The Mitsubishi Galant is a competent midsize sedan with distinctive looks and solid value. It delivers responsive performance, crisp handling and notable fuel efficiency, in a tidy, yet roomy package. It comes with healthy complement of features at an attractive price.
Galant is offered in two trim levels, each with a four-cylinder engine, four-speed automatic transmission, and a generous complement of standard equipment.
The 2010 Mitsubishi Galant is powered by a 160-horsepower, 2.4-liter four-cylinder engine and comes standard with a four-speed automatic transmission with Mitsubishi's Sportronic system, which allows semi-manual shifting. Fuel economy for the Galant is an EPA-rated 21 mpg City/30 mpg Highway.
For 2010, Galant gets a silver-painted mesh grille for a different look. Galant ES and Galant SE have been given additional equipment and feature. The V6 is no longer available, and the Sport V6 and Ralliart performance versions are discontinued.
Mitsubishi Galant ES ($21,599); SE ($23,999)
The Mitsubishi Galant makes a strong styling statement. For 2010, a silver painted mesh grille has been added for improved aerodynamics and a sharper, more upscale appearance. Distinctive headlamps cover the forward edges of the front fenders.
In profile, the Galant's long, wedgy stance avoids the boring box-on-box look commonly associated with conservative midsize sedans. The roofline picks up from the graceful sweep of the hood and arcs cleanly over perfectly proportioned side windows. Door handles integrate nicely into the design while providing an easy grasp. Wheel arches are mildly blistered and boldly circular, wrapping concentrically around the tires.
The deck lid seems somewhat truncated, as if it were abruptly chopped off; the aerodynamicists argue this works well in a wind tunnel, but it can be a bit of a visual hiccup.
The Galant has a roomy, comfortable interior. The seats are supportive without being overly firm. A dead pedal is provided and positioned well, giving the driver a place to brace the left leg when cornering or for reduced strain on long trips.
Roominess is comparable to that of the Chevrolet Malibu and the Nissan Altima, placing the Galant among the roomier sedans in the class. Visibility is good all around, notably to the rear quarters, thanks to slim C-pillars, and the high beltline gives passengers a secure feeling.
The Galant is easy to operate. Controls are right-sized and easy to use, with knobs, buttons, and rocker switches galore. The heating and air conditioning controls are big and easy to operate, even while wearing gloves, but the air conditioning indicator can be difficult to see in bright sunlight. The dash has a certain clinical look, but is friendly to the eyes. Keyless-entry controls are integrated into the key, eliminating the need for a separate fob.
The quality of materials is quite good. Each door has a storage pocket, and two medium-size cupholders are molded into the front center console rearward of the shift gate.
The rear seat is roomy, though the seating position is low and the bottom cushions could offer more thigh support. Rear-seat passengers enjoy decent headroom in spite of the dramatically sloping roofline.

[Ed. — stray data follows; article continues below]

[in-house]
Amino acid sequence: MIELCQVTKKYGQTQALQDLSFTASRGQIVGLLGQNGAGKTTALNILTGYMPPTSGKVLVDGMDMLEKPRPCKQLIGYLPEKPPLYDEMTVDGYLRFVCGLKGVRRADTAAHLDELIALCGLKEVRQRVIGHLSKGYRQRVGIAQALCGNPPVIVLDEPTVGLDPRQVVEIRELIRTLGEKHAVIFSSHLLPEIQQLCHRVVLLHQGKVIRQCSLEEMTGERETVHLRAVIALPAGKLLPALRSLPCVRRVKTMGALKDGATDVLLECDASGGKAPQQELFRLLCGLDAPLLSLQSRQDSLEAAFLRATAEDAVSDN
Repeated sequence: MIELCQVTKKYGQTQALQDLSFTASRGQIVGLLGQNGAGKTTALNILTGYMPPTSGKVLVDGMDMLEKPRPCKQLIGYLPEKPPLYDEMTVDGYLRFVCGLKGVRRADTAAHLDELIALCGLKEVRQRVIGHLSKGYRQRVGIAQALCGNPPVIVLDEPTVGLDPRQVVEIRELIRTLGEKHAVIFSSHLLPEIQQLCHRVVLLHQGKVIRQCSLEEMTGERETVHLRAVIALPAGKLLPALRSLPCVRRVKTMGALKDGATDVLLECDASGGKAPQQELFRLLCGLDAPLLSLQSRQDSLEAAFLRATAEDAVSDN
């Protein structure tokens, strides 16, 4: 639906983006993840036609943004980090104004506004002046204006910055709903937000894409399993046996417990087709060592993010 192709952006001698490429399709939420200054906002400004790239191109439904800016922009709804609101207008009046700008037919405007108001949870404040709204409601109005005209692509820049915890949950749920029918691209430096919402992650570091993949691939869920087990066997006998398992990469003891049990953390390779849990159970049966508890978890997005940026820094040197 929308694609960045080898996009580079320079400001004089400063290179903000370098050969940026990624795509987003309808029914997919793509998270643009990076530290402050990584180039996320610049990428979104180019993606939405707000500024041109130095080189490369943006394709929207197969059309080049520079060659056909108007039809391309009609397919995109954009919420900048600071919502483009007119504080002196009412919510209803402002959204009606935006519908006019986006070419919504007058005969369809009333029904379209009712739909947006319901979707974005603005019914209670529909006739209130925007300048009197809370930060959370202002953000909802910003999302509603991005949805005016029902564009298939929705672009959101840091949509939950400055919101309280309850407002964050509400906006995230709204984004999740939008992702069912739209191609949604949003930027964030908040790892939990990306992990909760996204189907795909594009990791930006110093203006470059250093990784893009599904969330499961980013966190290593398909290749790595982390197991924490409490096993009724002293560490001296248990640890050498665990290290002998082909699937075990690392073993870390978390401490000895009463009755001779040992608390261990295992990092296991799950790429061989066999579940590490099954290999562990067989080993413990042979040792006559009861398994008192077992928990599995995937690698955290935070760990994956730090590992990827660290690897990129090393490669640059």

The trunk is slightly on the small side, and the trunk opening is a bit restricted. In addition, the Galant's rear seats cannot be folded down to extend cargo space.
The Mitsubishi Galant delivers a smooth, quiet ride, thanks at least in part to its stiff platform, wide stance and long wheelbase. Minimal noise leaks into the cabin, just a slight rumble from the tires and a discernible whistle from the mirrors at highway speeds.
The 2.4-liter four-cylinder engine develops 160 horsepower at 5500 rpm and 157 pound-feet of torque at 4000 rpm, competitive figures for the class. It features Mitsubishi Innovative Valve timing and lift Electronic Control (MIVEC), which switches between two cam profiles for optimum power, response, and efficiency at high and low engine speeds. It's a sophisticated setup.
The four-speed automatic transmission shifts smoothly, although it does hunt a bit in hilly territory. In the normal mode, it shifts automatically. With the Sportronic feature, it can be switched into a semi-manual mode. It will not shift up or down automatically when in the manual mode, so the driver has full control over shifting.
Brake feel is solid and reassuring. Anti-lock brakes with Electronic Brake-force Distribution (EBD) are standard on all models; the EBD proportions braking pressure between the front and rear wheels depending on how the car is loaded, and adjusts stopping pressure dynamically as weight shifts forward under hard braking. The idea is to send the brake pressure to the wheels with the most weight on them, which is where it can do the most good. This gives the Galant stable braking performance.
The Mitsubishi Galant offers a solid value among midsize sedans. It's roomy and comfortable. It rides well and it's enjoyable to drive.
NewCarTestDrive correspondent Tom Lankard reported from San Francisco, with Mitch McCullough reporting from Los Angeles.